I should stop reading some mailing lists during breaks and vacations

December 24, 2016

The university is on its annual Christmas break now, which is giving me the valuable opportunity to reflect on some things about how I deal with breaks and their bigger cousin, vacations. Now, first off, I should say that for me breaks are different from vacations in that they involve less disconnection from work. On vacation, I'm not supposed to do anything work-related and that includes reading all work email; on breaks, we're still sort of vaguely monitoring the systems and so on.

(This monitoring is on an unofficial basis. Officially we could all go to Australia for a no-Internet vacation and if the systems melted down while we were gone, well, they'd only get fixed on the first day of work in January.)

I'm on a number of general, outside mailing lists primary because we use the things they're about at work; these are, for example, the Exim mailing list and a couple of OmniOS ones. I don't participate in these lists purely to do work things (I try to be a good citizen and answer things when I know them), but it's clear that if it wasn't for work I wouldn't be on them. Naturally these mailing lists keep going through breaks (and vacations), delivering a steady dribble of traffic into my normal inbox.

Well, you know what? I should put a stop to that. When I'm on break, this trickle of traffic is far more distracting and relatively time consuming than it is during work. Instead of reading it right away, I should arrange to file all of this mailing list traffic away in a separate place and only catch up on it when I come back in January. Yes, maybe I'll miss a chance to be helpful (or at least be prompt about it), but it's healthier for me to disconnect some more than I currently am.

Of course this leads to a broader question of whether it's a good idea to let these mailing lists wind up in my inbox even during work, giving me a little interruption every time. If I'm not actively asking questions or involved in conversations on the mailing lists, perhaps I'd be better off always filing them away and only dealing with them a few times a week in concentrated blocks of time.

(My traditional reason for not doing this is that in practice, doing this causes me to wind up completely ignoring the mailing list for weeks on end until I remember that oh yeah, there's this file of email I want to go through. Except that by now it's dauntingly big, so maybe next week.)

Sidebar: Why I don't just read them through Gmane

The simple version is that gmane.org is decently good if all you're doing is reading a mailing list but it gets increasingly awkward if you're actively posting to the list and participating in conversations. This is especially so in the modern era of spam where many mailing lists want you to be subscribed to the list before you can easily post to it.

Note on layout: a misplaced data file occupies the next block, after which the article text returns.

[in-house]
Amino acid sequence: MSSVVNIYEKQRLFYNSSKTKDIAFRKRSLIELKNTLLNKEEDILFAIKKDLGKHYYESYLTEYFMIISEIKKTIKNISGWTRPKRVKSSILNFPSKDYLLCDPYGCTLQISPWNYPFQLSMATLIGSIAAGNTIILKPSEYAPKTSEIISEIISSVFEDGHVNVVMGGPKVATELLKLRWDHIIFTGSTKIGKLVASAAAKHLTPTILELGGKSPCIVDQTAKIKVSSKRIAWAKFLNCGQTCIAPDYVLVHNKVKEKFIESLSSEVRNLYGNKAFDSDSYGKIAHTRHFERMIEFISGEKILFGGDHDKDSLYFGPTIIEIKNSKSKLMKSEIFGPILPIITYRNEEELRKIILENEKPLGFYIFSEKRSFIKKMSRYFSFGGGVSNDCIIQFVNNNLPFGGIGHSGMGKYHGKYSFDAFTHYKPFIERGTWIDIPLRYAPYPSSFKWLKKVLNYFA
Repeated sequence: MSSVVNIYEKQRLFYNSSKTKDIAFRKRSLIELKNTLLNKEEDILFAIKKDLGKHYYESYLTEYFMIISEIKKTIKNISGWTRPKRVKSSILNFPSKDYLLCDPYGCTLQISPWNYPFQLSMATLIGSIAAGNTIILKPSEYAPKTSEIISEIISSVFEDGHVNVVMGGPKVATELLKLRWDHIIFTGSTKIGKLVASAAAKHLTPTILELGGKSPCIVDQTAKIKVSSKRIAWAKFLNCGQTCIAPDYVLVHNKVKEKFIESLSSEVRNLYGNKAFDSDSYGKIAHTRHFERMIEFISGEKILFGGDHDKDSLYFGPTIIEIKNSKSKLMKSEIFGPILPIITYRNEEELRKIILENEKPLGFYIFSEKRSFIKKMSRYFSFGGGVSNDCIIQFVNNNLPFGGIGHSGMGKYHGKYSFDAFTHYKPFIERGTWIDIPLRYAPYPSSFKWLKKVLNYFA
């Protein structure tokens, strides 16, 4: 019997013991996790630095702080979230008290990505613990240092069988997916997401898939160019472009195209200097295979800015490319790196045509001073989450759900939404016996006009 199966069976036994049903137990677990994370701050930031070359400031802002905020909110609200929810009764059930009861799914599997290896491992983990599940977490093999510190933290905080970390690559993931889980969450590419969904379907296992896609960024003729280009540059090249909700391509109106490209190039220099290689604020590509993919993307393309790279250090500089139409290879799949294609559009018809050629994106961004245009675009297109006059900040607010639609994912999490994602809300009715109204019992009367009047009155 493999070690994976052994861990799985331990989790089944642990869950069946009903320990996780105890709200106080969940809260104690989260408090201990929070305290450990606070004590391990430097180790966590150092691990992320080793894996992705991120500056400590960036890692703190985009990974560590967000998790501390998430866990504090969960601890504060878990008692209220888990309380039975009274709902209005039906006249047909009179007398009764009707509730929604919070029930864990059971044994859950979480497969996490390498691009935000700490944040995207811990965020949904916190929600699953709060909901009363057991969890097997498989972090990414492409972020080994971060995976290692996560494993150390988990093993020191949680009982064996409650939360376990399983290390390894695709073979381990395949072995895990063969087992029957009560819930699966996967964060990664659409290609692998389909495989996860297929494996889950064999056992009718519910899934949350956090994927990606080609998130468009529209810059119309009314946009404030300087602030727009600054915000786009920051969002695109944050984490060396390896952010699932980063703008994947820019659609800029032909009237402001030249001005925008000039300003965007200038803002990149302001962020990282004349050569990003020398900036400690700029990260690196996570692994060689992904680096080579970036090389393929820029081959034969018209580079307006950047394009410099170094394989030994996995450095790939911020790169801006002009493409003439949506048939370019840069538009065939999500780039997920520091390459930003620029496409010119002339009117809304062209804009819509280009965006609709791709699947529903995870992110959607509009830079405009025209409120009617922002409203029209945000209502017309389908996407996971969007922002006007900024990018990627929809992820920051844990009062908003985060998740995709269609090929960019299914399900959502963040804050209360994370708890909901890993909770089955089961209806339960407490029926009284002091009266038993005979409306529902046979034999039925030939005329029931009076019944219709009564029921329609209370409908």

Comments on this page:

By James (trs80) at 2016-12-24 11:39:02:

I believe the optimal way of using Gmane is to be subscribed but with mail delivery disabled.

I am a bit surprised you don't file mailing lists away automatically, that was one of the first things I did with procmail ... which was nearly 17 years ago now. At work everything comes into my inbox (I use Thunderbir and Mac Outlook) (originally because Exchange 2007 didn't do server-side filtering, now we're on Exchange 2013 which does, but I just haven't bothered) but living in Australia most mailing list activity occurs overnight, so I generally just select them all and file away, going back later when I have time.

How much personal email do you get to your work address? I've got them pretty well separated fortunately.

Really the biggest time-waste when I got through my email in morning is too many low-entropy automated emails. Each one seems like a good idea but they have multiplied over the years and are becoming a significant timesuck.

I have all my mailing lists filtered via procmail recipes go to to .maildir/.Mail\ Lists.<Mail\ List\ Name>/. I do similar with email from my RSS2EMAIL gateway.

That way I can simply minimize the Mail Lists / RSS folders and (mostly) ignore them until I'm ready to slog through them. - I am also free to only partially slog through them and leave the rest for a future slogging. ;-)

If a particular mailing list (et al) is important enough to not be ignored for weeks on end, I leave it in my inbox, where it will annoy me until I act on it. (Yes, I'm one of the people that strives for Inbox (near) Zero.)

Maybe you want to buffer up mail from each list until a threshold, and then deliver that batch to your inbox all at once? (Something far away from daunting – maybe a dozen messages at a time, maybe 20, maybe more depending on your reading habits… whatever still feels quick to take care of.)

Written on 24 December 2016.
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